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Katherine Solomon was teetering on the edge of consciousness when she was jolted by the shock wave of a deafening explosion.

Moments later, she smelled smoke.

Her ears were ringing.

There were muffled voices. Distant. Shouting. Footsteps. Suddenly she was breathing more clearly. The cloth had been pulled from her mouth.

“You’re safe,” a man’s voice whispered. “Just hold on.”

She expected the man to pull the needle out of her arm but instead he was yelling orders. “Bring the medical kit . . . attach an IV to the needle . . . infuse lactated Ringer’s solution . . . get me a blood pressure.” As the man began checking her vital signs, he said, “Ms. Solomon, the person who did this to you . . . where did he go?”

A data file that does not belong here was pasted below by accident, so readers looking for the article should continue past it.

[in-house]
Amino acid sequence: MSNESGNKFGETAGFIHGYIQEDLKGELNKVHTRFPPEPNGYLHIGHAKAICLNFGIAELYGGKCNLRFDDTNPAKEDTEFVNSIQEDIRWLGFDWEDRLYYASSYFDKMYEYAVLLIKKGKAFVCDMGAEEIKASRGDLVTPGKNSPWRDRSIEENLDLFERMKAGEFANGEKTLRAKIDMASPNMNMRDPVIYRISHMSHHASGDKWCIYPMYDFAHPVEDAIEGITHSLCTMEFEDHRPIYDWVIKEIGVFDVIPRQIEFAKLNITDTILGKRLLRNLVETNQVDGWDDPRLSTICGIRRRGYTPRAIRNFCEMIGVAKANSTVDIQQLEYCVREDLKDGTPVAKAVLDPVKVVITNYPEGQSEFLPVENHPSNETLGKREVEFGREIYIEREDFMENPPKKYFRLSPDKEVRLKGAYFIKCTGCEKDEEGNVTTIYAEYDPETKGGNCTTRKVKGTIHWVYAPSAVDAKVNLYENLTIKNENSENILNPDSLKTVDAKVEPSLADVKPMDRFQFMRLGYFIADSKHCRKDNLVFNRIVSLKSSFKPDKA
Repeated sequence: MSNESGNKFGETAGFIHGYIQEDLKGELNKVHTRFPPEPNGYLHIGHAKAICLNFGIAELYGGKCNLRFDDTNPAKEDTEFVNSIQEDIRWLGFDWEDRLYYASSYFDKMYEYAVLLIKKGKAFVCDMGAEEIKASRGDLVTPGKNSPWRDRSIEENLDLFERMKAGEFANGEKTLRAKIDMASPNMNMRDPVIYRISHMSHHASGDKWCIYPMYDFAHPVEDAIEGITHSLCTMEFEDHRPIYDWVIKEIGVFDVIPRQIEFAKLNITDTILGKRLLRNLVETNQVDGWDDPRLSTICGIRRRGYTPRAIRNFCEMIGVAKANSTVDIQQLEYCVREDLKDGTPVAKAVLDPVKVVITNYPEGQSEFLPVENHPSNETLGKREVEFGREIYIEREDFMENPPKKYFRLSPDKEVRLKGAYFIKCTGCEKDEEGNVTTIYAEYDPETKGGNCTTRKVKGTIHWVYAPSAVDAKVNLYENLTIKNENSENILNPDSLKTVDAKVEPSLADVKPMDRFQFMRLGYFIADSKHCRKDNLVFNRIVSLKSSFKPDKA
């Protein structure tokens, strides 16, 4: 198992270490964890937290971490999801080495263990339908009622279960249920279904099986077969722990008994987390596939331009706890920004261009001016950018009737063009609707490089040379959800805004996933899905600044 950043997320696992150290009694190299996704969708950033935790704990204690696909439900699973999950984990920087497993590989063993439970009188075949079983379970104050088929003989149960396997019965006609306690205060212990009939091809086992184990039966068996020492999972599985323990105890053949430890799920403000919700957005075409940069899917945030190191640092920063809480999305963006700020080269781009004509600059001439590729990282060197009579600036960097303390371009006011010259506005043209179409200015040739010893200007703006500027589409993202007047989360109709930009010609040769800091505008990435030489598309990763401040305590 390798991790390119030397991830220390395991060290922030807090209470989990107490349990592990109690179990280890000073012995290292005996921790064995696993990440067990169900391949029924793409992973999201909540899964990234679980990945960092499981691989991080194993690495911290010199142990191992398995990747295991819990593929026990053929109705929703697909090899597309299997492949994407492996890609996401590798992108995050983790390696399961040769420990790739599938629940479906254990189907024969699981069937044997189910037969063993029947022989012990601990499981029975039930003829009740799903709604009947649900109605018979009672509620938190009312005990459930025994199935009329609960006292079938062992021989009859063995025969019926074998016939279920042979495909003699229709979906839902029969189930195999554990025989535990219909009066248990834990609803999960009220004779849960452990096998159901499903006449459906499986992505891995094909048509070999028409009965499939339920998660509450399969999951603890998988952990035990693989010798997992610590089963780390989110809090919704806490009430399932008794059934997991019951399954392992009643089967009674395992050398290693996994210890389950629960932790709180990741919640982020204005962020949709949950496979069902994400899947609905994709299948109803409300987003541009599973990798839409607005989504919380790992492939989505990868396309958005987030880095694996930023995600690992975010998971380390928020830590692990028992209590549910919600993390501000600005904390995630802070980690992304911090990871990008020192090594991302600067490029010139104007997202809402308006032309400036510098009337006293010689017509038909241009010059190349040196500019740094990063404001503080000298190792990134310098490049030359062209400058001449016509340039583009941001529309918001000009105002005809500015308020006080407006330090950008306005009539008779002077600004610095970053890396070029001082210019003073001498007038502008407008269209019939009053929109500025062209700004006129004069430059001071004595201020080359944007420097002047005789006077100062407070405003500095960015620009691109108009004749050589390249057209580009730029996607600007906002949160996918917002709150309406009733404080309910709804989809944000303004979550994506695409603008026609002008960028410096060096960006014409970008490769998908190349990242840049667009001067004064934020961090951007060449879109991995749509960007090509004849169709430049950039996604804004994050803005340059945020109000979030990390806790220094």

Katherine tried to speak, but she could not.

“Ms. Solomon?” the voice repeated. “Where did he go?”

Katherine tried to pry her eyes open, but she felt herself fading.

“We need to know where he went,” the man urged.

Katherine whispered three words in response, although she knew they made no sense. “The . . . sacred . . . mountain.”

Director Sato stepped over the mangled steel door and descended a wooden ramp into the hidden basement. One of her agents met her at the bottom.

“Director, I think you’ll want to see this.”

Sato followed the agent into a small room off the narrow hallway. The room was brightly lit and barren, except for a pile of clothing on the floor. She recognized Robert Langdon’s tweed coat and loafers.

Her agent pointed toward the far wall at a large, casketlike container.

What in the world?

Sato moved toward the container, seeing now that it was fed by a clear plastic pipe that ran through the wall. Warily, she approached the tank.

Now she could see that it had a small slider on top. She reached down and slid the covering to one side, revealing a small portal-like window.